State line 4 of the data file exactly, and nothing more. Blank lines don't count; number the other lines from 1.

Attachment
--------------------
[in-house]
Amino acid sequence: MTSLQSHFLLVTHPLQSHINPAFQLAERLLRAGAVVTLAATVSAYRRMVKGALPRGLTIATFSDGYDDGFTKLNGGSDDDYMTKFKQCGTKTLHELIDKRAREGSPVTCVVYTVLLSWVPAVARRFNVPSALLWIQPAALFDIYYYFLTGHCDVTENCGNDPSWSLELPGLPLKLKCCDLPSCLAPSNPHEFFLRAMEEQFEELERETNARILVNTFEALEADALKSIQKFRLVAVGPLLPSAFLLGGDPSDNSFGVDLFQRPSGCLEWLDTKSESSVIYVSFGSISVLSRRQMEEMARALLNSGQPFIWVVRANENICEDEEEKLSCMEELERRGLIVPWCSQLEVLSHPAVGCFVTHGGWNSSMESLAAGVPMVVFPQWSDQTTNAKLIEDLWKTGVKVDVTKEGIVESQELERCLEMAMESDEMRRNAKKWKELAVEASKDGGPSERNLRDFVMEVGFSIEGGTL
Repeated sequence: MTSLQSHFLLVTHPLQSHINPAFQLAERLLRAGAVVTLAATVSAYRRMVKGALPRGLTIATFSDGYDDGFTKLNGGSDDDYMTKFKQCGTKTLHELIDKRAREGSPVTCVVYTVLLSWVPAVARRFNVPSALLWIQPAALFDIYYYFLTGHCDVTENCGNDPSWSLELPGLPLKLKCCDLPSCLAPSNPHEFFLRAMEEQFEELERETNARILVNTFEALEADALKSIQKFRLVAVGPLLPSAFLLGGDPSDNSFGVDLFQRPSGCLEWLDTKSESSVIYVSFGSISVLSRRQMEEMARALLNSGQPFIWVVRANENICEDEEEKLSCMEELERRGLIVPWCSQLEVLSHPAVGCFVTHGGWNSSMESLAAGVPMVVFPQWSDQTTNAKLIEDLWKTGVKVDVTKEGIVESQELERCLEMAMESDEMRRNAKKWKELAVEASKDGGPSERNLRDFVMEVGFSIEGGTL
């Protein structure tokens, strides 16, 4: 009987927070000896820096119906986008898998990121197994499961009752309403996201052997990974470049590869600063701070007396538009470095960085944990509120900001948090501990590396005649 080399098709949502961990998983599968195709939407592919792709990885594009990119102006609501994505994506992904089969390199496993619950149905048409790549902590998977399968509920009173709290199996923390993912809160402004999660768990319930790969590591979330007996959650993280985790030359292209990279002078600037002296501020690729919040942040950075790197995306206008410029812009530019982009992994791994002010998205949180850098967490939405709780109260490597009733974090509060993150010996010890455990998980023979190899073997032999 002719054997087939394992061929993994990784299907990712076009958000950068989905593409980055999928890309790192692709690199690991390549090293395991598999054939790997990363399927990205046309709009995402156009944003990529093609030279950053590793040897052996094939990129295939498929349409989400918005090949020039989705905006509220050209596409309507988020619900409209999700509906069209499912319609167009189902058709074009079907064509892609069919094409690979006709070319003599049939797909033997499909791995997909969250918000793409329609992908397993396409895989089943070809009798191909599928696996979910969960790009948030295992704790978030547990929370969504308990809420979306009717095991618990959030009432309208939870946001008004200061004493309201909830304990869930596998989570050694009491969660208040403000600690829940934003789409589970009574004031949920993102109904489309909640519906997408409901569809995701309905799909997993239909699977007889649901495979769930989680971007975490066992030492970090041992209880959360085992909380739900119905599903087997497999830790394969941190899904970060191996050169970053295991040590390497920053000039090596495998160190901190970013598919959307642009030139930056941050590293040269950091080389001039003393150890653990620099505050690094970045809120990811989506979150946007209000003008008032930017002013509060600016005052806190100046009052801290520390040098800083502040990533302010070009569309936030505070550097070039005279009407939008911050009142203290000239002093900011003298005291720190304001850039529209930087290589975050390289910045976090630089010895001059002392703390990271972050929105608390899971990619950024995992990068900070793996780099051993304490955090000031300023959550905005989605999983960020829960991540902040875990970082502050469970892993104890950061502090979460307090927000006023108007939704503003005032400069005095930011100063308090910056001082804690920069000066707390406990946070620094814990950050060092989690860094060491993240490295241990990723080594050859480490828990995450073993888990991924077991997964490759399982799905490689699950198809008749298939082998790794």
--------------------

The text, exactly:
């Protein structure tokens, strides 16, 4: 009987927070000896820096119906986008898998990121197994499961009752309403996201052997990974470049590869600063701070007396538009470095960085944990509120900001948090501990590396005649 080399098709949502961990998983599968195709939407592919792709990885594009990119102006609501994505994506992904089969390199496993619950149905048409790549902590998977399968509920009173709290199996923390993912809160402004999660768990319930790969590591979330007996959650993280985790030359292209990279002078600037002296501020690729919040942040950075790197995306206008410029812009530019982009992994791994002010998205949180850098967490939405709780109260490597009733974090509060993150010996010890455990998980023979190899073997032999 002719054997087939394992061929993994990784299907990712076009958000950068989905593409980055999928890309790192692709690199690991390549090293395991598999054939790997990363399927990205046309709009995402156009944003990529093609030279950053590793040897052996094939990129295939498929349409989400918005090949020039989705905006509220050209596409309507988020619900409209999700509906069209499912319609167009189902058709074009079907064509892609069919094409690979006709070319003599049939797909033997499909791995997909969250918000793409329609992908397993396409895989089943070809009798191909599928696996979910969960790009948030295992704790978030547990929370969504308990809420979306009717095991618990959030009432309208939870946001008004200061004493309201909830304990869930596998989570050694009491969660208040403000600690829940934003789409589970009574004031949920993102109904489309909640519906997408409901569809995701309905799909997993239909699977007889649901495979769930989680971007975490066992030492970090041992209880959360085992909380739900119905599903087997497999830790394969941190899904970060191996050169970053295991040590390497920053000039090596495998160190901190970013598919959307642009030139930056941050590293040269950091080389001039003393150890653990620099505050690094970045809120990811989506979150946007209000003008008032930017002013509060600016005052806190100046009052801290520390040098800083502040990533302010070009569309936030505070550097070039005279009407939008911050009142203290000239002093900011003298005291720190304001850039529209930087290589975050390289910045976090630089010895001059002392703390990271972050929105608390899971990619950024995992990068900070793996780099051993304490955090000031300023959550905005989605999983960020829960991540902040875990970082502050469970892993104890950061502090979460307090927000006023108007939704503003005032400069005095930011100063308090910056001082804690920069000066707390406990946070620094814990950050060092989690860094060491993240490295241990990723080594050859480490828990995450073993888990991924077991997964490759399982799905490689699950198809008749298939082998790794």